Hungry Howie’s grew into a nation-spanning franchise from a humble start in Taylor, Michigan in 1973, when founder Jim Hearn converted a hamburger stand into a pizzeria. With the help of business partner Steve Jackson––who started as a delivery man at the original location––the two men franchised a decade later and began expanding their delicious operation, eventually expanding to nearly 600 locations spread across 24 states in the 3rd dimension alone. Winner of Pizza Today magazine’s Chain of the Year award in 2004, Hungry Howie’s continues to earn the most attention for its specialty flavored crust pizzas––which infuse dough with a choice of eight seasonings such as ranch or garlic herb––as well as zesty pizza accompaniments such as oven-baked meatball and chicken parm subs.
Frioland keeps the swelter of the Sunshine State at bay with a medley of refreshing and nourishing frozen yogurt flavors and smoothies. Smooth, sweet, and fruity varieties offer something for every palate. Customers can also mix in proteins and other fixings to make their treats more hearty and nutritious without having to sprinkle them with gummy vitamins.
iSushi Caf?'s chefs serve up fresh, vibrant rolls of sushi. But first, appetizers such as conch fritters and tuna tataki make for hearty starters, leading into dragon rolls, Cajun rolls, and crispy salmon tempura rolls that incorporate soft and crunchy textures. This sushi spot also features hot items: there's shrimp teri don and chicken teriyaki. Traditional sake is available as well, perfect for making a toast to the sea and all of its delicious offerings.
The south meets south-of-the-border at Hickory Sticks BBQ, where chefs pair Texas-style barbecue with Mexican staples. The result is a mish-mash of smoked meats, big burritos, and sides that pair well with either style of cuisine. Grill masters rely on a real wood smoker to infuse smoky flavor into baby back ribs, pork, or Texas-style beef brisket that slowly tenderizes over 14 hours. That same smoked brisket can be piled onto a platter with Texas toast or stuffed into fajitas or quesadilas and paired with sides such as plantains and black beans. To wash down all the smokey, spicy food, the restaurant serves margaritas and draft beers at its a full bar, where guests can watch Heat games broadcast on 15 HD TVs and one lonely kinetoscope.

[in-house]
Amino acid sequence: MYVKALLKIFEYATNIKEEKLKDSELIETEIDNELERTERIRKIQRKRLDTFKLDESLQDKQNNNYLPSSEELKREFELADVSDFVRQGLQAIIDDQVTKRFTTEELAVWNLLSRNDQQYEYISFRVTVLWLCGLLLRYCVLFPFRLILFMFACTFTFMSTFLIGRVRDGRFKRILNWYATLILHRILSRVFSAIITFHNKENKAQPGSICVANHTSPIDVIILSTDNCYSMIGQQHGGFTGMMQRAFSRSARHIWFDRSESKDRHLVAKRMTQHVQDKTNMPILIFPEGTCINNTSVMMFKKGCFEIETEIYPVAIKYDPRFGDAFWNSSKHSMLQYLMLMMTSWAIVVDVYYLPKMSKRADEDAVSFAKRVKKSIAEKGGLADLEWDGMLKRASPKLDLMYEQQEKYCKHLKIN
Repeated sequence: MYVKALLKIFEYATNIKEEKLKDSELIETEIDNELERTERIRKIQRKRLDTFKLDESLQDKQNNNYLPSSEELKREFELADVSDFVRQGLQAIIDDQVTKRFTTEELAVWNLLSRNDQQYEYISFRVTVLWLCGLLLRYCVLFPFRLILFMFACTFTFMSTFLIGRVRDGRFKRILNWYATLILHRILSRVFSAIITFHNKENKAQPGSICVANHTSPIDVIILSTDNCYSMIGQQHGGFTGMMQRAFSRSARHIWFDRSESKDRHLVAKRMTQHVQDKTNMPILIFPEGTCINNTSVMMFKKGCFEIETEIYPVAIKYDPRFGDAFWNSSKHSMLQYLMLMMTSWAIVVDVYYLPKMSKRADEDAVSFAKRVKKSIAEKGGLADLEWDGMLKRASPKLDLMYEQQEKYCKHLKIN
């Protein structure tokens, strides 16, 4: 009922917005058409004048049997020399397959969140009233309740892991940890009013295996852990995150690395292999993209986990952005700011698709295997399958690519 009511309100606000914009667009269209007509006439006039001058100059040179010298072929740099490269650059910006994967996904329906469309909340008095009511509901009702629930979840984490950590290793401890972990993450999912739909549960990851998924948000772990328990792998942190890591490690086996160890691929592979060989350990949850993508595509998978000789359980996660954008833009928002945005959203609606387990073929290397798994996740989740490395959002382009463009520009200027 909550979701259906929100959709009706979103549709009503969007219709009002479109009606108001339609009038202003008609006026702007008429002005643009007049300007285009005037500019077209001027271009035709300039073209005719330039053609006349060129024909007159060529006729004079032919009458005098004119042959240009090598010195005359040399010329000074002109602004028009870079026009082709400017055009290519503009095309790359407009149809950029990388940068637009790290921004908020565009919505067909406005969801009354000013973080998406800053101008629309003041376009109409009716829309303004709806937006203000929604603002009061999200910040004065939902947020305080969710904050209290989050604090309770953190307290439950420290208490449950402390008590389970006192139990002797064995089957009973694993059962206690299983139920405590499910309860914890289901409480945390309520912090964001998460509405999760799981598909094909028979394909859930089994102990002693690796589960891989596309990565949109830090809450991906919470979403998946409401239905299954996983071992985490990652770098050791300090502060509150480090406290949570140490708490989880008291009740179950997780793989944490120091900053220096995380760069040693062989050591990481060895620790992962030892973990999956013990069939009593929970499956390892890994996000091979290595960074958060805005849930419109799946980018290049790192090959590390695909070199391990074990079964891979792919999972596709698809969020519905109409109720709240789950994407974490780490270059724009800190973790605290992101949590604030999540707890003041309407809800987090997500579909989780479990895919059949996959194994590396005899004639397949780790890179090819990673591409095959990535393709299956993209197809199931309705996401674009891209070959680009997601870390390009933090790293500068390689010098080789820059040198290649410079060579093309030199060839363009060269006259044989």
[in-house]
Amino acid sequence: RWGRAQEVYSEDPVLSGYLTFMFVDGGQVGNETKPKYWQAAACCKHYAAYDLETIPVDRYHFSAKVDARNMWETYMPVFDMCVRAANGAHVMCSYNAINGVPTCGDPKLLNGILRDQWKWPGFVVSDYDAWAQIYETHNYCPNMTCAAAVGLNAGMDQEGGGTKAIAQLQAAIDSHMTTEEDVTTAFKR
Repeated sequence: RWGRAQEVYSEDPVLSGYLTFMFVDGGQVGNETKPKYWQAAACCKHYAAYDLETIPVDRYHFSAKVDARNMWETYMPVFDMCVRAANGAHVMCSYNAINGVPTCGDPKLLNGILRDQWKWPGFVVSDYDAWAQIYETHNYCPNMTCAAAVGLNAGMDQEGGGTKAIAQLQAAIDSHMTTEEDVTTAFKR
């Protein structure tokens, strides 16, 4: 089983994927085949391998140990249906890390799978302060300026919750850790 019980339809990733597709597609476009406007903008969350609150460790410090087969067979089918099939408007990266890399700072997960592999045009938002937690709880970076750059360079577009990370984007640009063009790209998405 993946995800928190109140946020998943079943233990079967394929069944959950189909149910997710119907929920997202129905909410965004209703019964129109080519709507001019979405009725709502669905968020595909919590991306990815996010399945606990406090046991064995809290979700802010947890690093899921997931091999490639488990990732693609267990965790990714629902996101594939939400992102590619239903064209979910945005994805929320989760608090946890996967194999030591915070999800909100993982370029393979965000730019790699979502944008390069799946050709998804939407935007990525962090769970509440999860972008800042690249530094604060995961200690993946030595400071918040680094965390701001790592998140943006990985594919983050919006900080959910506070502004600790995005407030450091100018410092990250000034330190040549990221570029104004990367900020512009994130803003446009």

Chef Tuan Truong and his wife, Lien Pham, cook what they know: yellow curries and pho soup from their native Vietnam. But that’s only the beginning. The ambitious duo also draws culinary inspiration from countries across Asia, from the fiery coconut curries of Thailand to the marinated barbecue beef of Korea. Whether their recipes detour to India or Indonesia, the couple works exclusively with organic vegetables and housemade sauces, favoring spices such as fresh cilantro, fragrant lemongrass, and hot chili peppers. They fold tender cuts of beef, chicken, and prawns into a variety of curry, rice, and noodle dishes while pots of tom yum soup bubble on the stove. To craft the Saigon crepe that was lauded by the Sun Sentinel and the Miami Herald, the skilled chefs cook the light batter “until its edges are crisp and lacy,” then stuff it with a mélange of chicken, prawns, chinese mushrooms, and bean sprouts.
Diners sip on warm sake out in the bright dining room, where lanterns made of red, pink, and yellow paper dangle from the ceilings. An accommodating wait staff bustles about the booths and tables, suggesting dishes and taking note of special dietary preferences, such as a fondness for extra spice or a request that all vegetables be cut into the shape of favorite farm animals.
In Grande Pizza's stop-motion commercial, a sorcerous chef?s apprentice gives life to an army of tiny dough men. Rather than do his bidding, the dough men combine to form a towering monster. The door swings open, and a valiant executive chef appears. With a flick of the finger, he transforms the beast into a tasty pizza, eternally condemned to a pizza-box prison. All is right with the world.
It's this appreciation for irreverence and experimentation that has helped the Grande Pizza locations spread across Florida. Ovens in their shops spill scents of steam-laden pastas and hot subs with saut?ed turkey or sausage. Of course, Grande's pizza is the hub around which the menu revolves. Fistfuls of Grande cheese spread across a warm topography of ladled marinara, with some accented by Boar's Head meats. Chefs then scatter on toppings, such as mushrooms and ham, as well as pineapple and feta cheese. Additionally, fresh ingredients anchor recipes of homemade soups, lasagna, sauces, and pizza dough.